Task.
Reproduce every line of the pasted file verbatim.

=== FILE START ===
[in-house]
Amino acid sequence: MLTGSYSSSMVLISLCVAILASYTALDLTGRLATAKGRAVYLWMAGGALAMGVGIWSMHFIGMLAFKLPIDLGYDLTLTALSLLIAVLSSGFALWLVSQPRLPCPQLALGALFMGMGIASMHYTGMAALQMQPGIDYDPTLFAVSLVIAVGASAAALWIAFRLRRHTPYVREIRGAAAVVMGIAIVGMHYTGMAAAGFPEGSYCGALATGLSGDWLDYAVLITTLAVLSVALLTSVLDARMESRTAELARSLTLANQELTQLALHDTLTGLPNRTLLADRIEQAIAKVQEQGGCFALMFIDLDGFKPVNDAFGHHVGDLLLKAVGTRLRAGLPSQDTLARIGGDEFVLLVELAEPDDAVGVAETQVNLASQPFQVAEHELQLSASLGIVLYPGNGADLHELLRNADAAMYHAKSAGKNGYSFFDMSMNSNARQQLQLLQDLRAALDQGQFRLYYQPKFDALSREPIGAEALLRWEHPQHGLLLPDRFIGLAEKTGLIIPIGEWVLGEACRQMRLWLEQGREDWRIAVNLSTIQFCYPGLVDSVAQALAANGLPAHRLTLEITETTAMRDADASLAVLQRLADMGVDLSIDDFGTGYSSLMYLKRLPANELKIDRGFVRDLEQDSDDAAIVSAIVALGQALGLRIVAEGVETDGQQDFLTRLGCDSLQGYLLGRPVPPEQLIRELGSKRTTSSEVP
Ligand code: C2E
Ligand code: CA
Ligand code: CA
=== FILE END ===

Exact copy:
[in-house]
Amino acid sequence: MLTGSYSSSMVLISLCVAILASYTALDLTGRLATAKGRAVYLWMAGGALAMGVGIWSMHFIGMLAFKLPIDLGYDLTLTALSLLIAVLSSGFALWLVSQPRLPCPQLALGALFMGMGIASMHYTGMAALQMQPGIDYDPTLFAVSLVIAVGASAAALWIAFRLRRHTPYVREIRGAAAVVMGIAIVGMHYTGMAAAGFPEGSYCGALATGLSGDWLDYAVLITTLAVLSVALLTSVLDARMESRTAELARSLTLANQELTQLALHDTLTGLPNRTLLADRIEQAIAKVQEQGGCFALMFIDLDGFKPVNDAFGHHVGDLLLKAVGTRLRAGLPSQDTLARIGGDEFVLLVELAEPDDAVGVAETQVNLASQPFQVAEHELQLSASLGIVLYPGNGADLHELLRNADAAMYHAKSAGKNGYSFFDMSMNSNARQQLQLLQDLRAALDQGQFRLYYQPKFDALSREPIGAEALLRWEHPQHGLLLPDRFIGLAEKTGLIIPIGEWVLGEACRQMRLWLEQGREDWRIAVNLSTIQFCYPGLVDSVAQALAANGLPAHRLTLEITETTAMRDADASLAVLQRLADMGVDLSIDDFGTGYSSLMYLKRLPANELKIDRGFVRDLEQDSDDAAIVSAIVALGQALGLRIVAEGVETDGQQDFLTRLGCDSLQGYLLGRPVPPEQLIRELGSKRTTSSEVP
Ligand code: C2E
Ligand code: CA
Ligand code: CA